He now travelled for a day or two longer, and then he came to a great black mountain, near the bottom of which was an opening like the mouth of a cave. This mountain he had heard was filled with caverns and under-ground passages, which were the abodes of dragons, evil spirits, horrid creatures of all kinds. “Ah me!” said the Bee-man with a sigh, “I suppose I ought to visit this place. If I am going to do this thing properly, I should look on all sides of the subject, and I may have been one of those horrid creatures myself.”
Thereupon he went to the mountain, and as he approached the opening of the passage which led into its inmost recesses he saw, sitting upon the ground, and leaning his back against a tree, a Languid Youth.
“Good-day,” said this individual when he saw the Bee-man. “Are you going inside?”
“Yes,” said the Bee-man, “that is what I intend to do.”
“Then,” said the Languid Youth, slowly rising to his feet, “I think I will go with you. I was told that if I went in there I should get my energies toned up, and they need it very much; but I did not feel equal to entering by myself, and I thought I would wait until some one came along. I am very glad to see you, and we will go in together.”
So the two went into the cave, and they had proceeded but a short distance when they met a very little creature, whom it was easy to recognize as a Very Imp. He was about two feet high, and resembled in color a freshly polished pair of boots. He was extremely lively and active, and came bounding toward them.
“What did you two people come here for?” he asked.
“I came,” said the Languid Youth, “to have my energies toned up.”
“You have come to the right place,” said the Very Imp. “We will tone you up. And what does that old Bee-man want?”
“He has been transformed from something, and wants to find out what it is. He thinks he may have been one of the things in here.”
“I should not wonder if that were so,” said the Very Imp, rolling his head on one side, and eying the Bee-man with a critical gaze.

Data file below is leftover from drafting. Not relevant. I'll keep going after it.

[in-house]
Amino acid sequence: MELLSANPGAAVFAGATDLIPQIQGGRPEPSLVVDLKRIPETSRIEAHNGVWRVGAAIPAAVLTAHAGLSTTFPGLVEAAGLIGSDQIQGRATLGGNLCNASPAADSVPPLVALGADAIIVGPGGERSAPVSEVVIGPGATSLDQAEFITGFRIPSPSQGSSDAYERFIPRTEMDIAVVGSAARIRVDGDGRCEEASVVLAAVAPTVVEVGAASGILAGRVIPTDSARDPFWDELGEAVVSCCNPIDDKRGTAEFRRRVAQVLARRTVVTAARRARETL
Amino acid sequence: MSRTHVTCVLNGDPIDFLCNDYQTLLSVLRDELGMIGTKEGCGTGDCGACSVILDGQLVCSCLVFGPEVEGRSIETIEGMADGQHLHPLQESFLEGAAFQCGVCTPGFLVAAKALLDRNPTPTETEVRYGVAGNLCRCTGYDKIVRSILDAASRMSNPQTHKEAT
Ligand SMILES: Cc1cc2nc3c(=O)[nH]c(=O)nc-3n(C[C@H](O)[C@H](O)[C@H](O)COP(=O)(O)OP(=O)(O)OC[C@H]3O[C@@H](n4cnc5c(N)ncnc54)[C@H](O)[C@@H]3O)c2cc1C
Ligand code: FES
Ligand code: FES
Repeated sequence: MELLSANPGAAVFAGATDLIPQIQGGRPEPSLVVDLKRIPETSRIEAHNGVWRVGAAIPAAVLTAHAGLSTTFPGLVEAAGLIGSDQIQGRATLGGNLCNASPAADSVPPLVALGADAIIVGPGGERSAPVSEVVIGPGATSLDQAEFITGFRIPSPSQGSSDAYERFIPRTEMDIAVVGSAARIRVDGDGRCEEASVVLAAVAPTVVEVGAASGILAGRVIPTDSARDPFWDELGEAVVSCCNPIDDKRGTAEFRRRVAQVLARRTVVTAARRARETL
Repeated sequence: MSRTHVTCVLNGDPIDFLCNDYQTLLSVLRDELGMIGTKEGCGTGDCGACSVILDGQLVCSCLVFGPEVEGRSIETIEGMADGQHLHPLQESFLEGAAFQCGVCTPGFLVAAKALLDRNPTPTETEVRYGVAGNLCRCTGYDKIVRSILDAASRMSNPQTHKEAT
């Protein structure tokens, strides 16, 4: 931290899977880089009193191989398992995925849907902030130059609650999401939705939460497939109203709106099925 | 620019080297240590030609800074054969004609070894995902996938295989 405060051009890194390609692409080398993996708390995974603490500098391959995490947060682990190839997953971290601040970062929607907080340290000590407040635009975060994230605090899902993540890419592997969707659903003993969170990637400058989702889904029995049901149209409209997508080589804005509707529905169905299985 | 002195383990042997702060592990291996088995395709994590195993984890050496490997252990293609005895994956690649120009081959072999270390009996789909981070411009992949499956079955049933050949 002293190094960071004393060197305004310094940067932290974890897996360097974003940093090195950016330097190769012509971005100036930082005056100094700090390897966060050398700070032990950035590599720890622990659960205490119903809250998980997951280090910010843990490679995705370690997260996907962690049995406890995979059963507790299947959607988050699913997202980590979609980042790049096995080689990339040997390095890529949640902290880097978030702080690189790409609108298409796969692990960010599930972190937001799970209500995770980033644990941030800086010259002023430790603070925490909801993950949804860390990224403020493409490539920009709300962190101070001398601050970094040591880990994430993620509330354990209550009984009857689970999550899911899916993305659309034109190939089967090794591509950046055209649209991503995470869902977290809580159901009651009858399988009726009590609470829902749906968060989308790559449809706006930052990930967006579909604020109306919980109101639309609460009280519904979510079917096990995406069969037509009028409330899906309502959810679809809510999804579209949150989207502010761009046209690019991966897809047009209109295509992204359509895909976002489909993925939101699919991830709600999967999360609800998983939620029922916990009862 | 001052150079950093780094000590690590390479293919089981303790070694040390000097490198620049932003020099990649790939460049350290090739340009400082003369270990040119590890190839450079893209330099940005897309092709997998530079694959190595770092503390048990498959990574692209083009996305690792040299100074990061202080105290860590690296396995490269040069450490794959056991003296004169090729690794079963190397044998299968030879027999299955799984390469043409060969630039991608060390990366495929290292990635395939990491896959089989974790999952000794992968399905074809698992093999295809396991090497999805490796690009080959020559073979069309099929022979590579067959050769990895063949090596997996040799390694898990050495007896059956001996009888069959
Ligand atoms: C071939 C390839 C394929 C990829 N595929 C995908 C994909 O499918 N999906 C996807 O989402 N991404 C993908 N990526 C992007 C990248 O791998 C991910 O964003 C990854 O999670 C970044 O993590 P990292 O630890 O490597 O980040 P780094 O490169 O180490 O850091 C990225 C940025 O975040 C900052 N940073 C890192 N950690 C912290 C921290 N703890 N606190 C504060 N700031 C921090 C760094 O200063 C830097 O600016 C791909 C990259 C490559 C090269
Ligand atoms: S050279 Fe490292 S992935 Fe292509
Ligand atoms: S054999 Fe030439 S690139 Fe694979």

“All right,” said the Very Imp; “he can go around, and pick out his previous existence. We have here all sorts of vile creepers, crawlers, hissers, and snorters. I suppose he thinks any thing will be better than a Bee-man.”
“It is not because I want to be better than I am,” said the Bee-man, “that I started out on this search. I have simply an honest desire to become what I originally was.”
“Oh! that is it, is it?” said the other. “There is an idiotic moon-calf here with a clam head, which must be just like what you used to be.”
“Nonsense,” said the Bee-man. “You have not the least idea what an honest purpose is. I shall go about, and see for myself.”
“Go ahead,” said the Very Imp, “and I will attend to this fellow who wants to be toned up.” So saying he joined the Languid Youth.
“Look here,” said that individual, regarding him with interest, “do you black and shine yourself every morning?”
“No,” said the other, “it is water-proof varnish. You want to be invigorated, don’t you? Well, I will tell you a splendid way to begin. You see that Bee-man has put down his hive and his coat with the bees in it. Just wait till he gets out of sight, and then catch a lot of those bees, and squeeze them flat. If you spread them on a sticky rag, and make a plaster, and put it on the small of your back, it will invigorate you like every thing, especially if some of the bees are not quite dead.”
“Yes,” said the Languid Youth, looking at him with his mild eyes, “but if I had energy enough to catch a bee I would be satisfied.
Suppose you catch a lot for me.”
“The subject is changed,” said the Very Imp. “We are now about to visit the spacious chamber of the King of the Snap-dragons.”
“That is a flower,” said the Languid Youth.
“You will find him a gay old blossom,” said the other. “When he has chased you round his room, and has blown sparks at you, and has snorted and howled, and cracked his tail, and snapped his jaws like a pair of anvils, your energies will be toned up higher than ever before in your life.”
“No doubt of it,” said the Languid Youth; “but I think I will begin with something a little milder.”
“Well then,” said other, “there is a flat-tailed Demon of the Gorge in here. He is generally asleep, and, if you say so, you can slip into the farthest corner of his cave, and I’ll solder his tail to the opposite wall. Then he will rage and roar, but he can’t get at you, for he doesn’t reach all the way across his cave; I have measured him. It will tone you up wonderfully to sit there and watch him.”